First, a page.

Even as it has acknowledged that the state faces monstrous debts, the Daily Herald editorial board has not hidden
its skepticism about raising income tax rates in Illinois. What's
frustrating about their editorial yesterday, however, is the way in
which they discount the ...
Even as it has acknowledged that the state faces monstrous debts, the Daily Herald editorial board has not hidden its skepticism about raising income tax rates in Illinois. What's frustrating about their editorial yesterday, however, is the way in which they discount the motives of progressives who support such a policy.
In the piece, the paper targeted members of the Responsible Budget Coalition for acting out of "self-interest" and lawmakers calling for new revenue for failing to identify programs unworthy of state funding:
AFSCME Council 31, which Bayer heads, is among the 90 special interest groups that make up the coalition. Others include Arts Alliance Illinois, Chicago Jobs Council, Illinois Alliance for Retired Americans, Protestants for the Common Good, the YWCA of Metropolitan Chicago, the Legislative Education Network of DuPage and many more. All, no doubt, serve a positive societal function. Many provide critical services. But some, we're willing to venture, bring little more than self-interest to the debate.
The hard fact is that the state's special interests do not hold the answer to our budget woes. On that point, we must count on our political leaders to define terms that are clear and unequivocal. And they must realize that until they provide those, no other response, whether for cuts or for tax increases, will be acceptable. [Emphasis added]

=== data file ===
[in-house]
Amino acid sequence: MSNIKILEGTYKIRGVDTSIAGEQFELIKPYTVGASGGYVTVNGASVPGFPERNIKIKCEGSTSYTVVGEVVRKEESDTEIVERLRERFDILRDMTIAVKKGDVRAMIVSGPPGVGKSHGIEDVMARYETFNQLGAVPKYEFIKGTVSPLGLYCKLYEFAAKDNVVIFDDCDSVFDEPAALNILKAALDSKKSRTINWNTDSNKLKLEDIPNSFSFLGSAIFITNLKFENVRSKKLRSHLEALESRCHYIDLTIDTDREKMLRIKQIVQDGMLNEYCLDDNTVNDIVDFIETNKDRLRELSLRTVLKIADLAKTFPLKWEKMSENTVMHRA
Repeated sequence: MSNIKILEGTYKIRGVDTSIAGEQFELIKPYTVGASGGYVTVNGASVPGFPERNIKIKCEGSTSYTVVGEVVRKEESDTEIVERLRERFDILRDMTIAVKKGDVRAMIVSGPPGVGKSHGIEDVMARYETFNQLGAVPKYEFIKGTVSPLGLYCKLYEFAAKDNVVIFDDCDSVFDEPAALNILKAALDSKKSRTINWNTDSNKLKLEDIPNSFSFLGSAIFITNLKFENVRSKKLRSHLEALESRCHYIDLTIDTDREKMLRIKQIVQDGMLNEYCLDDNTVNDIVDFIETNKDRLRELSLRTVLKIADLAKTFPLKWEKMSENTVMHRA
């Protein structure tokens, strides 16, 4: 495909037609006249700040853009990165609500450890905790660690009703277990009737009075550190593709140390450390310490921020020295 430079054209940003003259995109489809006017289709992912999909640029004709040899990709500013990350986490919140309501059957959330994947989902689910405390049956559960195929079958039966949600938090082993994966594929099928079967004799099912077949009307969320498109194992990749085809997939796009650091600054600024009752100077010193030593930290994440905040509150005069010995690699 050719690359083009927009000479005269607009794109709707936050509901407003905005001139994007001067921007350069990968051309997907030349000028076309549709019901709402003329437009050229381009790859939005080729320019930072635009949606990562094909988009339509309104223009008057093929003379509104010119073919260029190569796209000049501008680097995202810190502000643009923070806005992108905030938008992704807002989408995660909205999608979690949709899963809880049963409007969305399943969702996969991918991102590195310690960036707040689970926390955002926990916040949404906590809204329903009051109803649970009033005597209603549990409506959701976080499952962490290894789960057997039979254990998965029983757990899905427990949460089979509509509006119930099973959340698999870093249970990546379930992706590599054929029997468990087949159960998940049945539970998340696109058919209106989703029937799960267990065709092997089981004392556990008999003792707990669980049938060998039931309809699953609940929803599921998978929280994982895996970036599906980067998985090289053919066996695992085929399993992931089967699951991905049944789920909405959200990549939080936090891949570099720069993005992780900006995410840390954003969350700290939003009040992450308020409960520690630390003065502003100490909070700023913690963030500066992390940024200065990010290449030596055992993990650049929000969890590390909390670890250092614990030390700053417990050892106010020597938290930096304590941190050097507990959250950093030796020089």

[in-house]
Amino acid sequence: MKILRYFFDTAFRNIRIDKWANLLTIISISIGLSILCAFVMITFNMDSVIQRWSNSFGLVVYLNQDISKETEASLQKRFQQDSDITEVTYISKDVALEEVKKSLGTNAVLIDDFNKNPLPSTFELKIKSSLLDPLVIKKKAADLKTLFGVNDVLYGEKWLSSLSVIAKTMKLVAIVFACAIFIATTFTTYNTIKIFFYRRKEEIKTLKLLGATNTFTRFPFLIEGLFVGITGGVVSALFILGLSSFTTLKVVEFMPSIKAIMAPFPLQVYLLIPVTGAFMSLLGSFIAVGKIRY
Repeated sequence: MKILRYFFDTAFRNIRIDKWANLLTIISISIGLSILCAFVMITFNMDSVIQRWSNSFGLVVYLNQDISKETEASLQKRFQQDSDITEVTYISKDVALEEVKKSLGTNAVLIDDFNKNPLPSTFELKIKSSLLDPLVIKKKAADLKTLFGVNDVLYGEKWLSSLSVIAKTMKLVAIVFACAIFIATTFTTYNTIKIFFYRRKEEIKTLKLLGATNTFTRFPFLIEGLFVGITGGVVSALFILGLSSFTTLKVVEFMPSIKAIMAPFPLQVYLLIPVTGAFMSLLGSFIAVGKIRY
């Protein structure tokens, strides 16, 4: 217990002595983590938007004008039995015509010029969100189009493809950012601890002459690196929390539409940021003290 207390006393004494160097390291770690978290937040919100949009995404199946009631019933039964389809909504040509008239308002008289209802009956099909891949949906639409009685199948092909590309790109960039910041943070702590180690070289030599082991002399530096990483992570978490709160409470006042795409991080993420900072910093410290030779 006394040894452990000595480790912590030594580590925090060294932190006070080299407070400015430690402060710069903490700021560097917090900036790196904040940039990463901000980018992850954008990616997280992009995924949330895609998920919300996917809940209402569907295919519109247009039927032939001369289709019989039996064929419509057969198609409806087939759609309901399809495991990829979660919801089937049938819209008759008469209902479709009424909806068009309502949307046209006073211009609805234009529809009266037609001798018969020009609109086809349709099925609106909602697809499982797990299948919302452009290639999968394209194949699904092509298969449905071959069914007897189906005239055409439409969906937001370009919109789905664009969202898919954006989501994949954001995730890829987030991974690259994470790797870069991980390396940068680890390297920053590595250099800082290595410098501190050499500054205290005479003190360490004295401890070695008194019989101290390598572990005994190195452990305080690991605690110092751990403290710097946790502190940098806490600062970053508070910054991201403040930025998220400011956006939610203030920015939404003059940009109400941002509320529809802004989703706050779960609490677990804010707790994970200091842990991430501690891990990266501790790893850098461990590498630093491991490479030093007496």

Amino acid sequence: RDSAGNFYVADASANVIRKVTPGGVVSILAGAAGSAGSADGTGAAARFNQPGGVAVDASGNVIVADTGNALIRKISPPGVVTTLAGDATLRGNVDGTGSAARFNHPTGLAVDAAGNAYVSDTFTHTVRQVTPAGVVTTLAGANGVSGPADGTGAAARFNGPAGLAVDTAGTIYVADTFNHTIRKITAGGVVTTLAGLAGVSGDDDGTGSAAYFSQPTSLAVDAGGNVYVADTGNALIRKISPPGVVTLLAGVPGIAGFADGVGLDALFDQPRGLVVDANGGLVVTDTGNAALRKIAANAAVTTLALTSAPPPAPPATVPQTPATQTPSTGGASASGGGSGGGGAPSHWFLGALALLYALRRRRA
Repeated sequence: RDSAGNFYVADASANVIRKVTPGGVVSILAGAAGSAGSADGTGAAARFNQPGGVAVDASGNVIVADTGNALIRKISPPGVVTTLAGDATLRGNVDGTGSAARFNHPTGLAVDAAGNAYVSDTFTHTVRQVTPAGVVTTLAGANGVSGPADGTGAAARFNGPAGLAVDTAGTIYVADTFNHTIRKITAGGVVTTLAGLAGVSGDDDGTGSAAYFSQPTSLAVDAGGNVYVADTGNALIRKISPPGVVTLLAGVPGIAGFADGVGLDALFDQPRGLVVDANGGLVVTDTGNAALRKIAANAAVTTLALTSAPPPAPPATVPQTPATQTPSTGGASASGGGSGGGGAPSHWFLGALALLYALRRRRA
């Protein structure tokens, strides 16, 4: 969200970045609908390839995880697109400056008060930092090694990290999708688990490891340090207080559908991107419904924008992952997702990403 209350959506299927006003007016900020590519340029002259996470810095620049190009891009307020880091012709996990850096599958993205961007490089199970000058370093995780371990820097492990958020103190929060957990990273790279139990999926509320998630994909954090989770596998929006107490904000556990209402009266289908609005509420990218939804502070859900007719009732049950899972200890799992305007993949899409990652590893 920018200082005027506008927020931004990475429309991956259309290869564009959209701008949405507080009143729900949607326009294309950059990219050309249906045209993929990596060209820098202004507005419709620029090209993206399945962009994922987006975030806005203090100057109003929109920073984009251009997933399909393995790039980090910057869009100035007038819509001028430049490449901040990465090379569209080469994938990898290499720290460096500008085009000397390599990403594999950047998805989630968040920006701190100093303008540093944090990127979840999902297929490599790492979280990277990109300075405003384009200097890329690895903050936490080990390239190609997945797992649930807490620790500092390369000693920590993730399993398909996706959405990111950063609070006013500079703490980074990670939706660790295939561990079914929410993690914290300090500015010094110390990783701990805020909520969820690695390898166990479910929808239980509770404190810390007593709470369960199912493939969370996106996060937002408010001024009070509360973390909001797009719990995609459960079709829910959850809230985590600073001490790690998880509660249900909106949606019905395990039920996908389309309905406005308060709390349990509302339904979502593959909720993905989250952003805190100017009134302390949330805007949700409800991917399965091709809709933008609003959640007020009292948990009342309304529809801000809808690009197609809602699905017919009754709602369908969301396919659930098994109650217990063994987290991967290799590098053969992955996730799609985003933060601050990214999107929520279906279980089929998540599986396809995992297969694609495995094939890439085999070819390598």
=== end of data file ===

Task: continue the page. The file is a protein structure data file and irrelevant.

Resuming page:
Let's take this one by one, shall we? First, it's pretty bizarre to describe Responsible Budget Coalition members as "special interests." It's true that a few key unions are members of the group, but those organizations exist to advocate for thousands upon thousands of workers and their families (both inside and outside of their ranks) who can't do so individually. Suggesting that they are on par with corporations, which use their resources and government contacts to protect or increase profit margins, obscures the primary mission of the labor movement.
More to the point, the large majority of the Coalition members have no clout at all. They do not raise money for campaign contributions. They do not hire professional lobbyists. They work hard to provide adequate resources in communities across the state so working families can live fruitful and productive lives. They are now joining together to preserve those very services -- on which millions rely. Their interests aren't "special." To the contrary, they are shared by countless Illinoisans.
Second, if the board wants to rail against "self interest," perhaps they should focus their ire on the state legislators who failed to vote for new revenue last spring out of pure political cowardice. In the interest of putting off any votes that may threaten their popularity, both Democrats and Republicans left social service agencies in peril, college students without any tuition assistance, increased the state's debt burden, and failed to reform a tax and education funding system that's dangerously outdated and unfair. All in the hopes of avoiding resistance at the ballot box next year. As the Herald board wrote itself back in July: "political self preservation still rules the day in Springfield."
Lastly, if the paper is challenging Gov. Quinn and legislative leaders in favor of a tax increase to provide a "clear and unequivocal" definition of "essential" state services, it seems only fair that the Daily Herald should do the same. Given how little the state actually spends per capita, we'd be interested to find out what the paper deems wasteful. And simply citing one earmark -- as they did in yesterday's editorial -- isn't going to cut it.